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Market Pulse: Nasdaq Composite ends 1.6% lower, leading stock market losses Thursday as inflation, Ukraine crisis

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Panorama of a city business district with office buildings and skyscrapers and superimposed data, charts and diagrams related to stock market, currency exchange and global finance. Blue line graphs with numbers and exchange rates, candlestick charts and financial figures fill the image with a glowing light. Sunset light.

U.S. stocks finished lower on Thursday, with the information technology sector, taking the brunt of the session’s losses as investors navigated headlines related to the Eastern European military conflict and a monetary policy shifts.

  • The Nasdaq Composite Index
    COMP,
    -1.56%

    declined 214 points, or 1.6%, at 13,538, on a preliminary basis.
  • The Dow Jones Industrial Average
    DJIA,
    -0.29%

    closed down 96 points, or 0.3%, to 33,795.
  • The S&P 500 index
    SPX,
    -0.53%

    finished the session off 23 points, or 0.5%, to reach about 4,364.
  • The 10-year Treasury note
    TMUBMUSD10Y,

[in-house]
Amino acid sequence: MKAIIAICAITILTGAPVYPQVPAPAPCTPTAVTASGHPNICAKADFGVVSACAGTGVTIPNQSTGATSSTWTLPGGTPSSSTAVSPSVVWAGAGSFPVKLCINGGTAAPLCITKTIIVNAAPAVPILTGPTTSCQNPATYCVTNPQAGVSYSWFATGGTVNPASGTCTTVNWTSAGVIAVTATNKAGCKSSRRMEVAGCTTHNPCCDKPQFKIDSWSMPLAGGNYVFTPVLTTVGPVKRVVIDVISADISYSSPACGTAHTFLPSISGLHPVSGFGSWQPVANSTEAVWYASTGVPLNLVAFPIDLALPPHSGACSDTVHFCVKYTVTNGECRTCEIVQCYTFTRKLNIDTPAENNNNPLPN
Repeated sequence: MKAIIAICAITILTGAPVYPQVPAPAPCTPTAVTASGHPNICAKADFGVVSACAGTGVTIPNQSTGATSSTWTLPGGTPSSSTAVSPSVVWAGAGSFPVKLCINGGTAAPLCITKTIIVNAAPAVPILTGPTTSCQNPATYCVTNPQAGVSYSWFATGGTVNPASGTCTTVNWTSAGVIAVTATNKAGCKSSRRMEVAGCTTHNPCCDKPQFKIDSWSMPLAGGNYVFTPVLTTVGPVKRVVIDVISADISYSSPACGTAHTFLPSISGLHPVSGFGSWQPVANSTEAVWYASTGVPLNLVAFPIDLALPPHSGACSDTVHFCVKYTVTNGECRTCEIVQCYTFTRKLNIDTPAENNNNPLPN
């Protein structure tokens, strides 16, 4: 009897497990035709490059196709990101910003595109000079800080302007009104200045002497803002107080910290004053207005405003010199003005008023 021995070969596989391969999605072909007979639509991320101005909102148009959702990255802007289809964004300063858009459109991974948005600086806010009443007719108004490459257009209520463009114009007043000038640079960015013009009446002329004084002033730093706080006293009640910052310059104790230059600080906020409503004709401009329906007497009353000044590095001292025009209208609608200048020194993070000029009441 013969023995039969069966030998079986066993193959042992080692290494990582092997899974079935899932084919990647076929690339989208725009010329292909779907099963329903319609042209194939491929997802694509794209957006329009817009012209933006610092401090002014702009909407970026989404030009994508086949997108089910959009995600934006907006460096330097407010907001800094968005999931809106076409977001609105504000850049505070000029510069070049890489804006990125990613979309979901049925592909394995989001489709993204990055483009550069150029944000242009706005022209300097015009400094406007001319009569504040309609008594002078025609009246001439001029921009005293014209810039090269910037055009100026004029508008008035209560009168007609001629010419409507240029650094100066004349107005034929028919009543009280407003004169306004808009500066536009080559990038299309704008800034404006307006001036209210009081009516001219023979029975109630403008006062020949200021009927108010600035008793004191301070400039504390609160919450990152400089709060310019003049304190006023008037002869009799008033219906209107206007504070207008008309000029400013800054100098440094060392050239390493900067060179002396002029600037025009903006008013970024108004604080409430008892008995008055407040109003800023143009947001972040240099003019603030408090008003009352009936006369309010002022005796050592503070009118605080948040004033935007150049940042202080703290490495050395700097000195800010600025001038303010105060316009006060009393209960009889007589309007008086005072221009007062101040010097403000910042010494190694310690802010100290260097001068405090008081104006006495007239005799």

1.851%

    yields declined 1.9 basis points to points to 1.843%.

Markets have proved persistently unsettled as investors pore over developments between Russia and Ukraine and wrestle with the economic outlook against the backdrop of higher rates and perkier inflation.

Federal Reserve Chair Jerome Powell, in his second day of congressional testimony, told the Senate Banking Committee that the economy was in a sensitive phase.

“In this very sensitive time at the moment, it’s important for us to be careful in the way we conduct policy simply because things are so uncertain and we don’t want to add to that uncertainty,” he told Senate lawmakers on Thursday.

On Wednesday, markets were buoyed by Powell’s comments about interest-rate increases and latest geopolitical developments. He said on Wednesday, and reiterated on Thursday, that he would propose a quarter-percentage-point interest-rate increase at the central bank’s meeting in two weeks, which was in line with market-base expectations, quelling some fears about a more aggressive policy position.

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